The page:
Stole off with a girlfriend to go to the Troubadour in LAto see Josh White. I was very well acquainted with his music (for a whitegirl from the Valley!! I would secretly listen to KPFA (LA) on my transistorradio while learning my Catholic catechism!!)

After playing for awhile. He asked for requests. I asked himto play Strange Fruit.

I'll never forget the look on his face. Mindyou, the audience was predominantly white, beatnik, commie types sprinkled withwanna-be hippies like me.

Eyes narrowed they were as his old, angry eyes fixed me in acold stare.

He must have seen the terror snaking up my spine because hesoftened. And said.

I don't do that one here.

Link to comment

Great essay.

 

Holiday's version of this song is definitive, of course, but I have to say I love the René Marie version. Pairing it with "Dixie" is genius.

 

—David

Listening Room: Mac mini (Roon Core) > iMac (HQP) > exaSound PlayPoint (as NAA) > exaSound e32 > W4S STP-SE > Benchmark AHB2 > Wilson Sophia Series 2 (Details)

Office: Mac Pro >  AudioQuest DragonFly Red > JBL LSR305

Mobile: iPhone 6S > AudioQuest DragonFly Black > JH Audio JH5

Link to comment

A spectacular story in the New Yorker about the same era and what one man and his organization are doing to make sure people remember. Building a huge monument/museum about lynching. Points out that the same states where the death penalty is most entrenched are the states with the highest numbers of lynchings. Hard to imagine that the murders were often announced in the newspaper, took place in the town square with dozens if not hundreds of cheering observers. As powerful as the song is, still, it's nowhere near the horrors that brought it to life. Worth a read, fleshes out the history and why that song still needs to be sung today.

 

The Legacy of Lynching, on Death Row - The New Yorker

Link to comment
  • 2 weeks later...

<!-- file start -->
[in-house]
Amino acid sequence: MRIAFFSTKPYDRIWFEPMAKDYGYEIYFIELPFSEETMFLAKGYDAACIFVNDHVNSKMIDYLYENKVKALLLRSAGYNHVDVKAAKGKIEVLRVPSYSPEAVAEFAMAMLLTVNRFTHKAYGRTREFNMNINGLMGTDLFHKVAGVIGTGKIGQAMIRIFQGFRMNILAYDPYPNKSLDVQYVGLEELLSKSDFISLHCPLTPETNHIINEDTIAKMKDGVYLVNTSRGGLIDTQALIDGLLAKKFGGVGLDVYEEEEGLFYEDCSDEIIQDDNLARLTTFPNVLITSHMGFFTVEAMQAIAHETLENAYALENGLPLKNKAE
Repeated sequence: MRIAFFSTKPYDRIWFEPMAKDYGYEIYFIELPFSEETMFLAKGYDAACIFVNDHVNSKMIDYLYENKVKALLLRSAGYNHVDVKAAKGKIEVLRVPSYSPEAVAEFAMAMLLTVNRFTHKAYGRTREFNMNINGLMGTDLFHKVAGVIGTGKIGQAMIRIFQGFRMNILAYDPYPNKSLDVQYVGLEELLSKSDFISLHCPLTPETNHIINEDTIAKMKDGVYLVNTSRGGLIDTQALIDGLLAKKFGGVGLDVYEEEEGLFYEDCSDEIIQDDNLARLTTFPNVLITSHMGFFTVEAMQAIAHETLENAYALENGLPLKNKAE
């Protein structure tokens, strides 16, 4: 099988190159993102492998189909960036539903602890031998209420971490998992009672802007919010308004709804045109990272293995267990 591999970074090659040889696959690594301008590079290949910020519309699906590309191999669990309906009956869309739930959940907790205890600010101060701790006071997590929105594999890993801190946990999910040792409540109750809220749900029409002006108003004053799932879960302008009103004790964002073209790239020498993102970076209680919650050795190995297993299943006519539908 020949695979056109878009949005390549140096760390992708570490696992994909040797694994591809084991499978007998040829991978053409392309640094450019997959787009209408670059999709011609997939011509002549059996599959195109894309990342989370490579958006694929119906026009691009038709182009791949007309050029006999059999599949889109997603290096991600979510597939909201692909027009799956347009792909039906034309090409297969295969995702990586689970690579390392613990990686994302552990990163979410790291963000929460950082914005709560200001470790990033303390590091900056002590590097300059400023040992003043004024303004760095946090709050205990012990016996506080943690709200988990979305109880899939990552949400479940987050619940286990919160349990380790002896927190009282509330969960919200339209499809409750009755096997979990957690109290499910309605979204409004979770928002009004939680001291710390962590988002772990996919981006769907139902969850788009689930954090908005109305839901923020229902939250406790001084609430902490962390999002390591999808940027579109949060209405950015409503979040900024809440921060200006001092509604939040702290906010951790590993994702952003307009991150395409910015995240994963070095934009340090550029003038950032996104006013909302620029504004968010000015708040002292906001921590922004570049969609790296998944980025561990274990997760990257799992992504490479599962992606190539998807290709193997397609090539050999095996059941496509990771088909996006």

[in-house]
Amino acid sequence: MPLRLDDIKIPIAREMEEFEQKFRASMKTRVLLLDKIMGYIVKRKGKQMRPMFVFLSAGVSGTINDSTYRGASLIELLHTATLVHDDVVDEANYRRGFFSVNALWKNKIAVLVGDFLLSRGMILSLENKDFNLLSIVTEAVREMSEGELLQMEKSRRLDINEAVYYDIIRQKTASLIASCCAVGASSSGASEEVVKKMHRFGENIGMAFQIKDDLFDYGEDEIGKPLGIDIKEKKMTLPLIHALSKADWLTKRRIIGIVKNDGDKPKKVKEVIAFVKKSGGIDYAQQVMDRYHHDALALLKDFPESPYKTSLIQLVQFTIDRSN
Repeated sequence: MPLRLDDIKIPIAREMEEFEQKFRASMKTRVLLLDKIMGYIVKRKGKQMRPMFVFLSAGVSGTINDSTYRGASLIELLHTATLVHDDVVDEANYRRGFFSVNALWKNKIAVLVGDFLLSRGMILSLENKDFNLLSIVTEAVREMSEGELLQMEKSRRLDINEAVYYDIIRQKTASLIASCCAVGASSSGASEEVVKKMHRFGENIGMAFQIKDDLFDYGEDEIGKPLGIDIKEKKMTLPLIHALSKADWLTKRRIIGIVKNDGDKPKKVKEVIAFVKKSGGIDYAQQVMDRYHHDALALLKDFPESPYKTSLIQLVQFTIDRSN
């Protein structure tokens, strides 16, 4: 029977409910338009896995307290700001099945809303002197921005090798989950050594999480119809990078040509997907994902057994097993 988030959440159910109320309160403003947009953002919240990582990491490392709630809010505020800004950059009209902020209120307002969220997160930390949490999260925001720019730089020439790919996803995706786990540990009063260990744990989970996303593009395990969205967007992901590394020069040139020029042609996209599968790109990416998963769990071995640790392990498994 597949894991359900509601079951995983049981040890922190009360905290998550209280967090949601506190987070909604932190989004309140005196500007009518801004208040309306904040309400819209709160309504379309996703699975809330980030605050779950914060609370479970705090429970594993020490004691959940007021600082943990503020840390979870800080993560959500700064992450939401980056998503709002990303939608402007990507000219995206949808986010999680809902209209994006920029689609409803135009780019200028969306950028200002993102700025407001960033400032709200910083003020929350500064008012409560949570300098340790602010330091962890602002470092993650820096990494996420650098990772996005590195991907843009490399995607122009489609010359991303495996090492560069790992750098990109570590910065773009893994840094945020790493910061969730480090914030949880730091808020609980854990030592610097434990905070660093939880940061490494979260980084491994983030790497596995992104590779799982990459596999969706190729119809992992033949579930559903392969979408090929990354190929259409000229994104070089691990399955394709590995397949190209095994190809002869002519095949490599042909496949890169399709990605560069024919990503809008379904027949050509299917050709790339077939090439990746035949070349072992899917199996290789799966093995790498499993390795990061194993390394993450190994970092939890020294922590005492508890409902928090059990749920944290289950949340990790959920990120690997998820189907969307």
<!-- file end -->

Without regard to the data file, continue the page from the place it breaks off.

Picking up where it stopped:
I am not a fan of art-in-the-service-of-politics and Strange Fruit is about as political as it can be. Not that this song is the only example of this phenomenon. It's not. When I read this article, I immediately thought of Picasso's "Guernica" painting. It has been hailed as the greatest painting of the 20th Century! Why? well, it can't be it's artistic merit, because it's not the kind of work that most people would want hanging over their fireplace because it's depressing. I'm not fond of post impressionism in the visual arts, anyway, and I must say that when it comes to the so-called "modernist" movements in painting, My interest starts with Turner, and pretty much ends with Van Gough, Matisse, and Monet, but that's taste. With Strange Fruit we are dealing with the problems of race that used to exist in this country - mainly lynching, and this is what the song is about. This appeals to left-wing, so-called "progressive" elements of the political spectrum, as does Guernica, because of its anti-Nazi/Fascist message. The message in both cases is fine, and perhaps the message needs to be said, lest we forget. On the other hand, using political/and social messages as criteria for measuring the worth and importance of art is a slippery slope. If Strange Fruit were a love song instead of a song about race and lynching of blacks would it still make the cut? Of course not. When I think about what was the greatest song of the century, I think about lyrics, melody, and impact. Here, the lyrics are heavy handed the melody almost non existent and the impact is of a really depressing nature! Best lyrics go to something like Rogers and Hart's I'll Take Manhattan and melody, to me, would be something like Kurt Wiell's Speak Low. For story telling, I'd go with something like Edit'f Piaf's Mon Capitan or perhaps, on a happier note, Carlos Antonio Jobim's always haunting Girl from Ipanema (these are just examples, and not necessarily my picks for anything). In other words, for my money, while Strange Fruit is certainly an important social statement for it's time, that time is past, and I hear little entertainment value in the song and certainly it wouldn't make any "best" lists in my opinion. Now Billie Holliday was a great artists and I love to hear her sing the torch songs that she did so well, but for me, when I ripped the album with Strange Fruit on it, I skipped that cut altogether. I don't need to be hit over the head to understand the importance of equal treatment under the law and due process for all peoples, everywhere.